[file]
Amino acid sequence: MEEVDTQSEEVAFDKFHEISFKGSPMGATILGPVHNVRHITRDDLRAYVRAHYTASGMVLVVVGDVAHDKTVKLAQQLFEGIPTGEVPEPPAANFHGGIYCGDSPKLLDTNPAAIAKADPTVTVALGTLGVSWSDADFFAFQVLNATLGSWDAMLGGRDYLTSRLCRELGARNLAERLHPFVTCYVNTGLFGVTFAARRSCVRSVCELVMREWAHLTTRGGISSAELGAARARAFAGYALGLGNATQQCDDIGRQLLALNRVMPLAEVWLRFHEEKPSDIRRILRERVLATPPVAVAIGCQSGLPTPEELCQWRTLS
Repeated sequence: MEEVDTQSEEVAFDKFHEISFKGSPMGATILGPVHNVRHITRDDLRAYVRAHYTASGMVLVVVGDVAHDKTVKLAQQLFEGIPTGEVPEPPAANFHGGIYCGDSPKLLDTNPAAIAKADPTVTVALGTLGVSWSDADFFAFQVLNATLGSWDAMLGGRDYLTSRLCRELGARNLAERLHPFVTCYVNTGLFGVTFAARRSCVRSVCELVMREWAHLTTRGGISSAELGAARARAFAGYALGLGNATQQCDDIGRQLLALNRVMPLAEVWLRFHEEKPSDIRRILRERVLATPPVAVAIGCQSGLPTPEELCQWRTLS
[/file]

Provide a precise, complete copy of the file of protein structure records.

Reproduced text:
Amino acid sequence: MEEVDTQSEEVAFDKFHEISFKGSPMGATILGPVHNVRHITRDDLRAYVRAHYTASGMVLVVVGDVAHDKTVKLAQQLFEGIPTGEVPEPPAANFHGGIYCGDSPKLLDTNPAAIAKADPTVTVALGTLGVSWSDADFFAFQVLNATLGSWDAMLGGRDYLTSRLCRELGARNLAERLHPFVTCYVNTGLFGVTFAARRSCVRSVCELVMREWAHLTTRGGISSAELGAARARAFAGYALGLGNATQQCDDIGRQLLALNRVMPLAEVWLRFHEEKPSDIRRILRERVLATPPVAVAIGCQSGLPTPEELCQWRTLS
Repeated sequence: MEEVDTQSEEVAFDKFHEISFKGSPMGATILGPVHNVRHITRDDLRAYVRAHYTASGMVLVVVGDVAHDKTVKLAQQLFEGIPTGEVPEPPAANFHGGIYCGDSPKLLDTNPAAIAKADPTVTVALGTLGVSWSDADFFAFQVLNATLGSWDAMLGGRDYLTSRLCRELGARNLAERLHPFVTCYVNTGLFGVTFAARRSCVRSVCELVMREWAHLTTRGGISSAELGAARARAFAGYALGLGNATQQCDDIGRQLLALNRVMPLAEVWLRFHEEKPSDIRRILRERVLATPPVAVAIGCQSGLPTPEELCQWRTLS